The principle of flowing action (nagare) is one of the most important principles in training. Without a flow, the techniques appear choppy and are performed independently. Without the principle, one will try with all one’s strength to adapt a technique to a situation. Because there is no fluid adaptation, only muscle and bone strength is used.
The combination of several techniques is called renzoku. In this way, continuity of techniques arises from the succession or chaining of individual techniques. Only in this way does the individual technique become effective and efficient.
Closely related to the flowing action is ritsudō. Rhythm is the interplay of two or more individuals. Rhythm is the course of a struggle, the transition from one phase to another. Attack, defense, forward movement, and backward movement. The defender must adapt to the attacker’s movements. The emotional levels of the two opponents, their muscle tension, and muscle relaxation are also part of the rhythm. Rhythm is nothing but the game of cause and effect in combat. An attack follows a defense, which in turn creates an attack – until the fight is over.
Undō means movement. This term also includes technique and body movement. The body movement is divided into two areas:
- Shishi undō (extremity movement)
- Tai sabaki (trunk movement)
Neglected by many, kokyūhō (breathing) is an important component of combat. Most adults breathe through their chests or even through their throats. But this kind of breathing is unnatural.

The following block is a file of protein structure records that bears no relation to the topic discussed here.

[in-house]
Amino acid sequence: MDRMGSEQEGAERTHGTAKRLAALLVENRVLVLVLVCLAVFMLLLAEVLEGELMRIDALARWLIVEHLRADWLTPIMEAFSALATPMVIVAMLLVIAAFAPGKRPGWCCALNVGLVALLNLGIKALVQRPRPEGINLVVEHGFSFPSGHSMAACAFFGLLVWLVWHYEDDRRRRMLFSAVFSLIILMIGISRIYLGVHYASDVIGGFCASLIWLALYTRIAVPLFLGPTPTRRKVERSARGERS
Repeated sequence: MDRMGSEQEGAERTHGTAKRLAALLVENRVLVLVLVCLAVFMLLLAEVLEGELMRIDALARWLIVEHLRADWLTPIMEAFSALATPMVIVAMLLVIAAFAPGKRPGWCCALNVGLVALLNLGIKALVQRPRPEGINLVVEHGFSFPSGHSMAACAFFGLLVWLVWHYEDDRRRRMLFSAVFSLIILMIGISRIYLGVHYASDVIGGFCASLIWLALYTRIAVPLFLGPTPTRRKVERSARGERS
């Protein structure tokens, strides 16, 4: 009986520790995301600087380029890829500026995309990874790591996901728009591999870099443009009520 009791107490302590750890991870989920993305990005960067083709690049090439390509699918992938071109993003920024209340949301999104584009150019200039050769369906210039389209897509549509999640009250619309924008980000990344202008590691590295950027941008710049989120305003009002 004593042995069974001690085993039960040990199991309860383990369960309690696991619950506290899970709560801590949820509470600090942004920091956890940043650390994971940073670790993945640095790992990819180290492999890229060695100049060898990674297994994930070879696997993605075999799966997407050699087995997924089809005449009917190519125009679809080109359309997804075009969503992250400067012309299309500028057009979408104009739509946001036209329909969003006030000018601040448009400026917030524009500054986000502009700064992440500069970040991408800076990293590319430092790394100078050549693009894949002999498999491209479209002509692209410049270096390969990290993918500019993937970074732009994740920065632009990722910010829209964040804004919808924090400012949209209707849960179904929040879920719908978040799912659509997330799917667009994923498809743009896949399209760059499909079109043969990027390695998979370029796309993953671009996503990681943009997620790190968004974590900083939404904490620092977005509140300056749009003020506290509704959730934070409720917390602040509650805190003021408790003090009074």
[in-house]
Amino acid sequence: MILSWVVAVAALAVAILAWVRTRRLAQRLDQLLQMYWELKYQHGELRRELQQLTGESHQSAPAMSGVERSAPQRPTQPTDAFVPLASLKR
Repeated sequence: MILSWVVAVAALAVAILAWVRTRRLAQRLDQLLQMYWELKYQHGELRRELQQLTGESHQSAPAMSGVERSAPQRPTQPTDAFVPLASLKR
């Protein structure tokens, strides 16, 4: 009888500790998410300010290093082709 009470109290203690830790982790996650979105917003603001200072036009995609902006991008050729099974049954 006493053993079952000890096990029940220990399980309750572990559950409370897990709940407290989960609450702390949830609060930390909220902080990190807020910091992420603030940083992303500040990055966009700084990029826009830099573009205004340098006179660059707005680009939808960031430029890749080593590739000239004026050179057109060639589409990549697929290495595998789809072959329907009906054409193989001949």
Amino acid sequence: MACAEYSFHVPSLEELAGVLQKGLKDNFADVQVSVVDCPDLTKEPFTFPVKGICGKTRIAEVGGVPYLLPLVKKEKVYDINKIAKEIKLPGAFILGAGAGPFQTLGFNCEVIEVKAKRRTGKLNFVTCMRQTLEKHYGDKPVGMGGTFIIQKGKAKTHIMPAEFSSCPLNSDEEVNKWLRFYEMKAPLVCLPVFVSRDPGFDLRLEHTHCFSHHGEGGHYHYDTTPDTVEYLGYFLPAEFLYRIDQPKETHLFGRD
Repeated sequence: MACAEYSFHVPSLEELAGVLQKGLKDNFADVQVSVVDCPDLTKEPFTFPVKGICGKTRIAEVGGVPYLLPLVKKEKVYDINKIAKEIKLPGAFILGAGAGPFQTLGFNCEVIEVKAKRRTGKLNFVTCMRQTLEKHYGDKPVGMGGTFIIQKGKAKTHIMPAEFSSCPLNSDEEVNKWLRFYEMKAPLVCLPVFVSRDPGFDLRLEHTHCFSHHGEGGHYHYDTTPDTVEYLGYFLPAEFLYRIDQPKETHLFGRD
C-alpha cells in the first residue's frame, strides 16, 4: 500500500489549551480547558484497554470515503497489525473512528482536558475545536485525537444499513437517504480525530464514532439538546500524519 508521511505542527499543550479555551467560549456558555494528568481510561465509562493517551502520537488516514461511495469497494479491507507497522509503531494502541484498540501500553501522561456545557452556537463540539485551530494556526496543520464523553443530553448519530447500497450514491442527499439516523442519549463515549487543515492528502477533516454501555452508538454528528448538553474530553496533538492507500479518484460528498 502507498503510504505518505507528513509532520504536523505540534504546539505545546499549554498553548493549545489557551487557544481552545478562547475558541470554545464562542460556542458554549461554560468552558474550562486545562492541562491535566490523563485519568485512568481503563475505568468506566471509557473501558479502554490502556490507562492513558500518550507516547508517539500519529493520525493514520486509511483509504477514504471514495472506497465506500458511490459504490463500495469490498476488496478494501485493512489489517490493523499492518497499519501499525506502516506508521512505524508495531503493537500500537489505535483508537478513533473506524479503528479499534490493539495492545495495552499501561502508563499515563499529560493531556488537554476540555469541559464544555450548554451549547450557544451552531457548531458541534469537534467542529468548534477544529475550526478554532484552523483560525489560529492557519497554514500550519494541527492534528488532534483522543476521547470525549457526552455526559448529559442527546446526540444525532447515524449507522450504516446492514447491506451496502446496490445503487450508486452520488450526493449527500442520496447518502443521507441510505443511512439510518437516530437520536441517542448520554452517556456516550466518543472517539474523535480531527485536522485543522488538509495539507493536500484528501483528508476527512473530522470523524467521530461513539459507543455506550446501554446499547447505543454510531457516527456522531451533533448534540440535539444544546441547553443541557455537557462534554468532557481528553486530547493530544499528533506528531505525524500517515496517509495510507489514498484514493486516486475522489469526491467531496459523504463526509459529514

The true man breathes with his heels; the mass of men breathe with their throats.
Both children and real people breathe with the diaphragm, i.e. perform abdominal breathing. In this way, the body remains calm and relaxed and the organs are also massaged and gently moved. Most people breathe through their mouths, which is very unhealthy. The nose should be used for both inhalation and exhalation as it filters, humidifies, and warms the air.
When inhaling in abdominal breathing, the abdomen bulges outwards, when exhaling it bulges inwards.
Of incredible importance in combat is distance. So it is not advisable to be too close to a skilled fighter, but if an opponent needs space to execute his techniques, you will get close to him. One should avoid specializing in techniques that limit one’s range and therefore effectiveness. By moving in unexpected directions, one can give oneself a tremendous advantage. In this way you are freed from the primitive way of fighting, always standing in one spot and just blocking.
The mechanics’ aspect includes the body’s most effective responses to an attack. This includes footwork, side dodges and combat distance, proper use of body weapons, and effective techniques and strategies.
This aspect is the most effective application of mechanics, which involves the proper use of energy, rhythm and flow, strength and flexibility, speed ratios, and the ability to feel and conform to an action.
The intention is the clearly recognized goal: victory, the complete subordination of mechanics and dynamics. These include the attitude to use a violent technique, an irrepressible will to win that transcends fear and limits, and an attitude that not only sees victory as the only possible outcome but also sees defeat as a possibility.